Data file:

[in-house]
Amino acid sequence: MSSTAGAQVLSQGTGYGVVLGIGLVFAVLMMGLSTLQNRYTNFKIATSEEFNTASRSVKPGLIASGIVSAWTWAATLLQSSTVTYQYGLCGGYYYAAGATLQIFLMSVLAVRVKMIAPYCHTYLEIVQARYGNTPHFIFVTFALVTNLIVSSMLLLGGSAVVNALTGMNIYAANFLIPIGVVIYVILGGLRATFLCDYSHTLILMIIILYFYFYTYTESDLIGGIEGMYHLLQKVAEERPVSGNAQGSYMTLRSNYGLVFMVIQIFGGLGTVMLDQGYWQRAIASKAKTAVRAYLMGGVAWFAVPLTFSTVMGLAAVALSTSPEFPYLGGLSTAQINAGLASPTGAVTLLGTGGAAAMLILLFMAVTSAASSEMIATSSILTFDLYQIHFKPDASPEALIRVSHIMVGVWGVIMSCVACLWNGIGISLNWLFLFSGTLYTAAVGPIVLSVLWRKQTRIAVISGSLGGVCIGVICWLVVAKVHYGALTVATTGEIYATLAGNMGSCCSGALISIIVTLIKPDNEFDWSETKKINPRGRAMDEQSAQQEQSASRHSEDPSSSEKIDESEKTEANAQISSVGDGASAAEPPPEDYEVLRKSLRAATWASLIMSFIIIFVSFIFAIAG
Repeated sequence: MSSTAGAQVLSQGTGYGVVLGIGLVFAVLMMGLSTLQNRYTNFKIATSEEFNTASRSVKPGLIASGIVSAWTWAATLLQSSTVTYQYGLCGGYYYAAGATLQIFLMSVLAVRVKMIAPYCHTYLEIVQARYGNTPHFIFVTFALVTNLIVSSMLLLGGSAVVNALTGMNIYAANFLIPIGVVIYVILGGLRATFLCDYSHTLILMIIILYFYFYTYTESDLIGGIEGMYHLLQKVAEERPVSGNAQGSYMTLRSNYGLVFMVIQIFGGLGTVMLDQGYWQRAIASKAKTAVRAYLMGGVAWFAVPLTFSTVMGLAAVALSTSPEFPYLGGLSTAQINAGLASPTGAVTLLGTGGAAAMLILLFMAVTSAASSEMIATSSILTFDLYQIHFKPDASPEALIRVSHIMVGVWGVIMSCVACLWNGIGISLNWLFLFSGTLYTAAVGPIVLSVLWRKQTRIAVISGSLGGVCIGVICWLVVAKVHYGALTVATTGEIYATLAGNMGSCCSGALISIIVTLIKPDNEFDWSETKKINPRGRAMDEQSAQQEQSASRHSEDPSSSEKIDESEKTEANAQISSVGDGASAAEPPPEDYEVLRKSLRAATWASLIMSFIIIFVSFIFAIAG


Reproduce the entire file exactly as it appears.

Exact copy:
[in-house]
Amino acid sequence: MSSTAGAQVLSQGTGYGVVLGIGLVFAVLMMGLSTLQNRYTNFKIATSEEFNTASRSVKPGLIASGIVSAWTWAATLLQSSTVTYQYGLCGGYYYAAGATLQIFLMSVLAVRVKMIAPYCHTYLEIVQARYGNTPHFIFVTFALVTNLIVSSMLLLGGSAVVNALTGMNIYAANFLIPIGVVIYVILGGLRATFLCDYSHTLILMIIILYFYFYTYTESDLIGGIEGMYHLLQKVAEERPVSGNAQGSYMTLRSNYGLVFMVIQIFGGLGTVMLDQGYWQRAIASKAKTAVRAYLMGGVAWFAVPLTFSTVMGLAAVALSTSPEFPYLGGLSTAQINAGLASPTGAVTLLGTGGAAAMLILLFMAVTSAASSEMIATSSILTFDLYQIHFKPDASPEALIRVSHIMVGVWGVIMSCVACLWNGIGISLNWLFLFSGTLYTAAVGPIVLSVLWRKQTRIAVISGSLGGVCIGVICWLVVAKVHYGALTVATTGEIYATLAGNMGSCCSGALISIIVTLIKPDNEFDWSETKKINPRGRAMDEQSAQQEQSASRHSEDPSSSEKIDESEKTEANAQISSVGDGASAAEPPPEDYEVLRKSLRAATWASLIMSFIIIFVSFIFAIAG
Repeated sequence: MSSTAGAQVLSQGTGYGVVLGIGLVFAVLMMGLSTLQNRYTNFKIATSEEFNTASRSVKPGLIASGIVSAWTWAATLLQSSTVTYQYGLCGGYYYAAGATLQIFLMSVLAVRVKMIAPYCHTYLEIVQARYGNTPHFIFVTFALVTNLIVSSMLLLGGSAVVNALTGMNIYAANFLIPIGVVIYVILGGLRATFLCDYSHTLILMIIILYFYFYTYTESDLIGGIEGMYHLLQKVAEERPVSGNAQGSYMTLRSNYGLVFMVIQIFGGLGTVMLDQGYWQRAIASKAKTAVRAYLMGGVAWFAVPLTFSTVMGLAAVALSTSPEFPYLGGLSTAQINAGLASPTGAVTLLGTGGAAAMLILLFMAVTSAASSEMIATSSILTFDLYQIHFKPDASPEALIRVSHIMVGVWGVIMSCVACLWNGIGISLNWLFLFSGTLYTAAVGPIVLSVLWRKQTRIAVISGSLGGVCIGVICWLVVAKVHYGALTVATTGEIYATLAGNMGSCCSGALISIIVTLIKPDNEFDWSETKKINPRGRAMDEQSAQQEQSASRHSEDPSSSEKIDESEKTEANAQISSVGDGASAAEPPPEDYEVLRKSLRAATWASLIMSFIIIFVSFIFAIAG